Ahhhh now Hoi An is a VERY diferent kettle of fish to some of the other places we had visited in Vietnam. It very much reversed the negativity built up since leaving Saigon and we think it no coincidence that the area surrounding Hoi An/Danang is strongly Buddhist compared to the rest of the country.
We ended up staying over a week although the town itself is very small. We made a lot of friends and spent many days cycling around visiting people or going on trips or just enjoying the lovely little cafes and the nice food.
The first friends we made were on the other side of the river to Hoi An (imaginatively called An Hoi) on the first day. We stopped to talk to some lovely little kids and before long one girl dragged Cheryl off into their home,(which was no more than a shack but immaculately tidy and well kept) to meet her family. Before long I too was settled in drinking tea and agreeing to take a little boat trip with her father - perhaps the best excuse to give them a little bit of cash in return for their unprompted and genuine hospitality. So we went for a lovely little trip that took an awfully long time without actually going anywhere learning Vietnamese nursery rhymes from the little girl who had tagged along. It was such a lovely day and we agreed to return later for some drinks which was fabulously surreal - ended up with Cheryl giving, after some persuasion, a rousing rendition or four of "head, shoulders, knees and toes" and I gave them a verse of jerusalem that took them all by suprise. By 'all' I mean a gathering of perhaps 20 souls within a very small room no more than 10 feet square with kids running around and the adults getting merry on Biere Larue. Very memorable.
That same day Cheryl had made friends with a lady called Mai who very kindly gave us some of the peanut sweets that she sold to make a little money from the people on the tourist buses in for the day. We later bumped into her and over something to eat she suggested that we go with her to the market the next morning to buy some food and she would give us a cookery lesson. It was a lovely sentiment but we both felt awkward at times. It wasn't that there was an expectation that we would pay for the masses of food and other sundries at the market - with the exchange rate and everything it didn't cost a huge amount of money so we couldn't begrudge it in the slightest - but it just felt like we were a necessary evil in order to cook up a feast. Hard to explain but it was lacking the genuine warmth of the other family we had met and left us feeling slightly uneasy.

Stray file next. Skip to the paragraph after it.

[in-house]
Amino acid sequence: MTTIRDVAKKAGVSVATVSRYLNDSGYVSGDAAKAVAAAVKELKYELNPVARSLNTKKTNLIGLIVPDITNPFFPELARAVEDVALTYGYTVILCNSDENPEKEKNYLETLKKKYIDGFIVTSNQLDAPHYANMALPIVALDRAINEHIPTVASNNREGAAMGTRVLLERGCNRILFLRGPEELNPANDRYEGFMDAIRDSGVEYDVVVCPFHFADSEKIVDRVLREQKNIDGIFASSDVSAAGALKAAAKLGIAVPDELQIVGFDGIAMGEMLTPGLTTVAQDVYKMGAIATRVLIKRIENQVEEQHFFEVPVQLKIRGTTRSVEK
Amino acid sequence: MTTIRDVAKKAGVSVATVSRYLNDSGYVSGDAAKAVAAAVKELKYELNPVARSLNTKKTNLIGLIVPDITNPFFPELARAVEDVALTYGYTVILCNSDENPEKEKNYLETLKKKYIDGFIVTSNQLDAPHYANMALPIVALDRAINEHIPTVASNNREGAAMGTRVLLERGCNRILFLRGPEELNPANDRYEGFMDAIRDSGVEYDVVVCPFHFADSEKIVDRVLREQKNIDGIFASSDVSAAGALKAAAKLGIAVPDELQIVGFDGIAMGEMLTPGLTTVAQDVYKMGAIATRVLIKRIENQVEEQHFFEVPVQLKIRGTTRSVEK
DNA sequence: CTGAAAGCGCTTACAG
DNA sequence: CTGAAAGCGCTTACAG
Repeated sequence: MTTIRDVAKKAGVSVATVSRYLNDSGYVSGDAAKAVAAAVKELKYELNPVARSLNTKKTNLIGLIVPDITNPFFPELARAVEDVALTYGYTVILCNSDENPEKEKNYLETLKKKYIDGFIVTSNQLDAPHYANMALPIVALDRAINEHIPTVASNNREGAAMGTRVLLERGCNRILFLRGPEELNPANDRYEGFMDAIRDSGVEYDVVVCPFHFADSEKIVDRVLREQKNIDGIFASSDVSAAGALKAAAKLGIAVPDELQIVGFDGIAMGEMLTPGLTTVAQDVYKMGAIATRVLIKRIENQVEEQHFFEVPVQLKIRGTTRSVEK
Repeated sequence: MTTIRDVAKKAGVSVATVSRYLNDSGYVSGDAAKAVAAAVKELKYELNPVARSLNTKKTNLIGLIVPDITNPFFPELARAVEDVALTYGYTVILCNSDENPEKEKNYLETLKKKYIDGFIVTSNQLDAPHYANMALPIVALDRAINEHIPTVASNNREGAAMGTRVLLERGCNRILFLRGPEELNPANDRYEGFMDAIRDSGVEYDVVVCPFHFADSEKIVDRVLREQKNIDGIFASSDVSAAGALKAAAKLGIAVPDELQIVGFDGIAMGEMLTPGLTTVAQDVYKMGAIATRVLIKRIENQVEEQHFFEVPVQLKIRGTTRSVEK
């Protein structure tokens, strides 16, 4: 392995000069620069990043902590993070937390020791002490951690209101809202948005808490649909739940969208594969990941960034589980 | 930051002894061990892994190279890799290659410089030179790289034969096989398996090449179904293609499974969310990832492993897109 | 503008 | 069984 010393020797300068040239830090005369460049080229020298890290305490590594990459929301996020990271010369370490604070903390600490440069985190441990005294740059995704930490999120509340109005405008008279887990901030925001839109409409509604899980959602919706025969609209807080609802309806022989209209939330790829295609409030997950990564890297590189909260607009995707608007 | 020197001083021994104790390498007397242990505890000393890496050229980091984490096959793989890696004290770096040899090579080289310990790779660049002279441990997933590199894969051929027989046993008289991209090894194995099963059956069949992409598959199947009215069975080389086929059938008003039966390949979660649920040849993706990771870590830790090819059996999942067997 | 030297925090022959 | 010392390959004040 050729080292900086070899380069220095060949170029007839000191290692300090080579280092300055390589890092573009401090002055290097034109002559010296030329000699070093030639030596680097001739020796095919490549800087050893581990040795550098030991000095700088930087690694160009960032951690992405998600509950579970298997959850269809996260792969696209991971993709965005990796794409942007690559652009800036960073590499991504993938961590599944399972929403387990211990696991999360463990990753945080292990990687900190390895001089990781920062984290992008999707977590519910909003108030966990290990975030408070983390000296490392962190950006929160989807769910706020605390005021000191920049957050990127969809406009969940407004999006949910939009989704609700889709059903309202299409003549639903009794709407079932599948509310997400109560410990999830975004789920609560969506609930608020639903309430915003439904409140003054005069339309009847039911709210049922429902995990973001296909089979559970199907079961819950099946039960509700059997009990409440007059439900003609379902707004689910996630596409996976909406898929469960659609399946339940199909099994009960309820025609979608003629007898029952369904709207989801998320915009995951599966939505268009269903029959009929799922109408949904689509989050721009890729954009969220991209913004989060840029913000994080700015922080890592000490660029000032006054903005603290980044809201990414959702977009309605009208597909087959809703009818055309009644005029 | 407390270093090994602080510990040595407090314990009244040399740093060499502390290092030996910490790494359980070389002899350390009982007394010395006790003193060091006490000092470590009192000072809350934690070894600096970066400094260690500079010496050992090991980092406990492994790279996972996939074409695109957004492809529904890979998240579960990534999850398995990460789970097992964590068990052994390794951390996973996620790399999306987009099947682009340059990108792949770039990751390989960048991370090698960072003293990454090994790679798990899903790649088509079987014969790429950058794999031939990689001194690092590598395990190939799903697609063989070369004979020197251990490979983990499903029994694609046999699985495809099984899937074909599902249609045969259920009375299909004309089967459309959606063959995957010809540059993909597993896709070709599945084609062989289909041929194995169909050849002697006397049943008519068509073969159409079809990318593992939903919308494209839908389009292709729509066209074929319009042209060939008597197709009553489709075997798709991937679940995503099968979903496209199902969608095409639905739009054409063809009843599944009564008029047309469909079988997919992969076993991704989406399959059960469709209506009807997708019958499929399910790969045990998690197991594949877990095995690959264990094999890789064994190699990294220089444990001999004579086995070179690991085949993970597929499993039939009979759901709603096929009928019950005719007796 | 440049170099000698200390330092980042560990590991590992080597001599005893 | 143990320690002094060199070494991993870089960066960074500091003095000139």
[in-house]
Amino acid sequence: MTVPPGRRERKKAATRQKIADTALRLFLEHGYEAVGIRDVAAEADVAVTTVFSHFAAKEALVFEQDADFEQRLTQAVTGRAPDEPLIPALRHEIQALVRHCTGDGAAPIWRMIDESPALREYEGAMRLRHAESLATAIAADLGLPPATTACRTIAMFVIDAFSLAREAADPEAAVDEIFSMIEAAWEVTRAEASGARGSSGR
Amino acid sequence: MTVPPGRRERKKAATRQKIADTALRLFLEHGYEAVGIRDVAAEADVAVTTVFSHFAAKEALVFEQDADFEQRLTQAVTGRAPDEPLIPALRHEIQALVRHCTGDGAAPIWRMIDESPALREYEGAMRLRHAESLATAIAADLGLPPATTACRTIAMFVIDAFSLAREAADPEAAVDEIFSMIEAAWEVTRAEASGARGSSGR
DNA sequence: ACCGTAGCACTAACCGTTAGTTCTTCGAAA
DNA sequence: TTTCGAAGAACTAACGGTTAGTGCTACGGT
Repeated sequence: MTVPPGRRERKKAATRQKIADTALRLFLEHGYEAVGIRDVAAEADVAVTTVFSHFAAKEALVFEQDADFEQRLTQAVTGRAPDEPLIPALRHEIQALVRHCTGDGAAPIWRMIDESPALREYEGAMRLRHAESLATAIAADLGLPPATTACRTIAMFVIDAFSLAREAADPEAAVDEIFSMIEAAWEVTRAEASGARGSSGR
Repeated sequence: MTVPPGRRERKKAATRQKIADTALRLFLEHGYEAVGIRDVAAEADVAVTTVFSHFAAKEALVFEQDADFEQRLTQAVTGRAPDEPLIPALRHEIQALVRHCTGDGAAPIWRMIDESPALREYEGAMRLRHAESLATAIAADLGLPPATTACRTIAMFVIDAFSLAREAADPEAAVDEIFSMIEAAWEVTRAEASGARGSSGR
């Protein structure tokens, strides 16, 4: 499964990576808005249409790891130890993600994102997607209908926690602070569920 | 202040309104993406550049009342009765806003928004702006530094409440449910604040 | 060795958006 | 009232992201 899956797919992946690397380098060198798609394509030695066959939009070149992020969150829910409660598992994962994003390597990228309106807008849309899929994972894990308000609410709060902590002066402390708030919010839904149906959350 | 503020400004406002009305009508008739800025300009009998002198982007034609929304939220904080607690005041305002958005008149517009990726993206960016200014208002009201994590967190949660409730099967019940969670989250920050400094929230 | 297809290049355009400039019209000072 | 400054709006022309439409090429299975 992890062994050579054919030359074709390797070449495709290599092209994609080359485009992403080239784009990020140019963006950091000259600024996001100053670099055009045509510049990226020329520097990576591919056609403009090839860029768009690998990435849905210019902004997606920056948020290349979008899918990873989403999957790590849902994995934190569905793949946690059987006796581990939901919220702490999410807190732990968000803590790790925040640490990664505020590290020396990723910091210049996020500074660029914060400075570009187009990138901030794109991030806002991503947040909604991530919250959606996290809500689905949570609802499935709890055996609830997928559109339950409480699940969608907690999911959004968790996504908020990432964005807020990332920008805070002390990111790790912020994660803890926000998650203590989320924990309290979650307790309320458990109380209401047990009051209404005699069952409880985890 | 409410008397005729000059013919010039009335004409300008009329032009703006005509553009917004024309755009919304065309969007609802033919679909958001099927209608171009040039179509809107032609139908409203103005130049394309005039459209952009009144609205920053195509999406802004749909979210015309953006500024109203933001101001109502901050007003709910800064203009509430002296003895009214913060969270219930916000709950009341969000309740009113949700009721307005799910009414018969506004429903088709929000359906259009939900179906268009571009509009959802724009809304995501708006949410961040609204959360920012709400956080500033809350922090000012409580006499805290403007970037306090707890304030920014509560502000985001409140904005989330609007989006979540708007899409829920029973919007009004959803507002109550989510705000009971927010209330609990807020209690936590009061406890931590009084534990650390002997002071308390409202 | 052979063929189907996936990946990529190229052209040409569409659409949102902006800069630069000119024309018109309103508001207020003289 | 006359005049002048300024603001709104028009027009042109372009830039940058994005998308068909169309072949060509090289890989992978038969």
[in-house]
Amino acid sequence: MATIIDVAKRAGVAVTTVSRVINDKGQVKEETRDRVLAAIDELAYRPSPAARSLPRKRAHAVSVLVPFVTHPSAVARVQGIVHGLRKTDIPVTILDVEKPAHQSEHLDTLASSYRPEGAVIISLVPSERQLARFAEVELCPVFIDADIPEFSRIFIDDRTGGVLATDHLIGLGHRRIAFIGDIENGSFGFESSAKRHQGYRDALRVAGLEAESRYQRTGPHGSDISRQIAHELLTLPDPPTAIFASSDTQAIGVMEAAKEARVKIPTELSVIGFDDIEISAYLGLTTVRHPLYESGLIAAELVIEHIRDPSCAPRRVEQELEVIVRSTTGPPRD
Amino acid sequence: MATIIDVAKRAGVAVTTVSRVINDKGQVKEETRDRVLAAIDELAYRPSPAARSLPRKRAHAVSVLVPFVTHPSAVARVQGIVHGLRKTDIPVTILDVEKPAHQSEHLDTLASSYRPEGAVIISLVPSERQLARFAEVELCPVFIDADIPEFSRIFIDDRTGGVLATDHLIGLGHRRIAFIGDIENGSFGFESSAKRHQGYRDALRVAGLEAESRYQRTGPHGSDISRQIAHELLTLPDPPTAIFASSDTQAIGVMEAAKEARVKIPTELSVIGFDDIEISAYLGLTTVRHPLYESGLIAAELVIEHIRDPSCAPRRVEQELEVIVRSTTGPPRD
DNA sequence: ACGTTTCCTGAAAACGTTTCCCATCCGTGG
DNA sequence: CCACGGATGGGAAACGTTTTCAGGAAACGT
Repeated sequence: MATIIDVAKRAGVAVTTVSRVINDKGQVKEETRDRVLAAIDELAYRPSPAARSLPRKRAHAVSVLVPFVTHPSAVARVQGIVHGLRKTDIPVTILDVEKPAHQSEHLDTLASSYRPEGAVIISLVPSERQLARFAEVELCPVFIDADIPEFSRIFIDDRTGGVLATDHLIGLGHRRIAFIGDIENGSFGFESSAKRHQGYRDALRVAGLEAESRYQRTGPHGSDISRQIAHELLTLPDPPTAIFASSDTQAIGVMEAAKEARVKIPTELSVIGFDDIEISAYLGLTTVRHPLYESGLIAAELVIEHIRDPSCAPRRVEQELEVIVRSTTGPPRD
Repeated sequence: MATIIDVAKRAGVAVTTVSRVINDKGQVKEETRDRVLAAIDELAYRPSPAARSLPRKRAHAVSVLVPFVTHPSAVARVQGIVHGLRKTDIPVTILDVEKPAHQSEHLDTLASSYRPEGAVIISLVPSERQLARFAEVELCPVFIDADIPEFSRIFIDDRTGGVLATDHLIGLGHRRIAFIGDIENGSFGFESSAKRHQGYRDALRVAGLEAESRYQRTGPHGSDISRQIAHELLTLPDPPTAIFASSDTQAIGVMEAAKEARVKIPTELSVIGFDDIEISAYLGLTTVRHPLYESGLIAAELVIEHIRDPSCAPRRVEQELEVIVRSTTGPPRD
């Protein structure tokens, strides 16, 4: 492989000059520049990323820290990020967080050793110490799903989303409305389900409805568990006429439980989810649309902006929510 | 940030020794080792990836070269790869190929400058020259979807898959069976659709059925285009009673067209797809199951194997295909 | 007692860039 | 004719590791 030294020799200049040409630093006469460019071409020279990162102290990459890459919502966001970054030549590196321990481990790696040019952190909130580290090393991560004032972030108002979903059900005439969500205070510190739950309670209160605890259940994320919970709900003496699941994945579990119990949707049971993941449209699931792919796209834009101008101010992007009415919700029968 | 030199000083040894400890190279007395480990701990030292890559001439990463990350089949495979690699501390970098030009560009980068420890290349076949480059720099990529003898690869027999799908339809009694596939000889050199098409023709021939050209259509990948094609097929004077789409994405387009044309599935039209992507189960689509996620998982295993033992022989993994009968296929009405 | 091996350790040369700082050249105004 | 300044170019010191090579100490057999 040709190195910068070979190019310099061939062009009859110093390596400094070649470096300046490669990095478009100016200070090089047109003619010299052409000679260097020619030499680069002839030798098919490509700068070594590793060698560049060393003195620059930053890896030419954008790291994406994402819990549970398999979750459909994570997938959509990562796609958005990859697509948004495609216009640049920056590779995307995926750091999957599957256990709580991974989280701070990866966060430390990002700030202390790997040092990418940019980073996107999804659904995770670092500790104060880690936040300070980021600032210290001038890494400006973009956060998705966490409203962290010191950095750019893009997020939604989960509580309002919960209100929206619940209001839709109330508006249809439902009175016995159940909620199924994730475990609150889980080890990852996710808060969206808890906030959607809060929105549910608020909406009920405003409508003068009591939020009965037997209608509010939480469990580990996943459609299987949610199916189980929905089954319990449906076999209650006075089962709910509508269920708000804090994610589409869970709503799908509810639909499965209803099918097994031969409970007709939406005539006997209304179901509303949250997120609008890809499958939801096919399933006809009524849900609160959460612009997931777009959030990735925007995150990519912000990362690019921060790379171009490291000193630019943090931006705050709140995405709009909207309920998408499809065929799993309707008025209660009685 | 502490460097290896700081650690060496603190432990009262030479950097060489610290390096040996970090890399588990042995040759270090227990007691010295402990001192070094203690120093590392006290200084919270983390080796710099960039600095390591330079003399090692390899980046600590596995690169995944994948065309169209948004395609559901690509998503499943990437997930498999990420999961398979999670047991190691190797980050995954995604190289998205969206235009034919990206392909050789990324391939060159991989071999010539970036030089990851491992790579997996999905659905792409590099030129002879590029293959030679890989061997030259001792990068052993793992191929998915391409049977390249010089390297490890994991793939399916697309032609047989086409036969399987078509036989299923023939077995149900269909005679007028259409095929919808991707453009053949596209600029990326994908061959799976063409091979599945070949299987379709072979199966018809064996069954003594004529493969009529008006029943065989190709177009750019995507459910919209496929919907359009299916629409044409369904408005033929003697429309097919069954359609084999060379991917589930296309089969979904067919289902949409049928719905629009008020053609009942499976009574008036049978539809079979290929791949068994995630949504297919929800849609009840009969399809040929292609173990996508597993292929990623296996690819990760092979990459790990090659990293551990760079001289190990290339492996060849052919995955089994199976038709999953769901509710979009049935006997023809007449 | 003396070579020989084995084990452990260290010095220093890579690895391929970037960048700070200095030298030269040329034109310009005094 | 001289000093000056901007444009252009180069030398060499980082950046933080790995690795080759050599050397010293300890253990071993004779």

One day we went to a small village 20kms away called
Thanh Quang with a chap called Mr.Phong. We met him
one night outside one of the restaurants that he dubs
his "booking office" and got chatting. He is a very
interesting individual, who can talk at length about
history or language or religion or politics or any number of topics in excellent English. He was an officer in
the South Vietnamese Army during the American war,
whereas his uncle was a Colonel in the Viet Cong. It
is for this reason that Mr.Phong only spent one year
in the "re-education camp" after the war but because
of his past he has never been allowed to do anything
other than labour work on building sites which he is
now too old to do. We spent a wonderful day with him
being shown around his village and understanding the
superstitions and traditions that pervade Vietnamese
life. Later we were fed the most delicious meal
prepared by his wife. When we get home next year we
shall send him a book on Windsor and racing at Ascot
which I know will make him very happy.
We made friends in the cafe we used to go to and chatted with an ozzie couple we met when in the Mekong Delta and only bought our newspaper from the same man on a great three-wheeled wheelchair contraption that propelled itself with a backwards and forwards movement of the steering wheel. So all very sociable and very welcome. Our leaving dinner with the delightful family in An Hoi was touching and sincere. They had prepared a great feast for us but contained all meat dishes which they couldn't join us in because it was a Buddhist day of lent and required them to observe a vegetarian diet. Cheryl had prepared some excellent large print laminated photos of the family that we had taken over the course of the week which was so well received and she had got the lovely people at our hotel to translate a message expressing our thanks to them.
Yes, it was a magical week but we left at the right time. We explored the Cham ruins at the Unesco world heritage site of My Son (an hour on the back of a motorbike in the driving rain is GREAT fun!!) and the next day we packed our bags and caught the bus to Hue, three and a half hours north.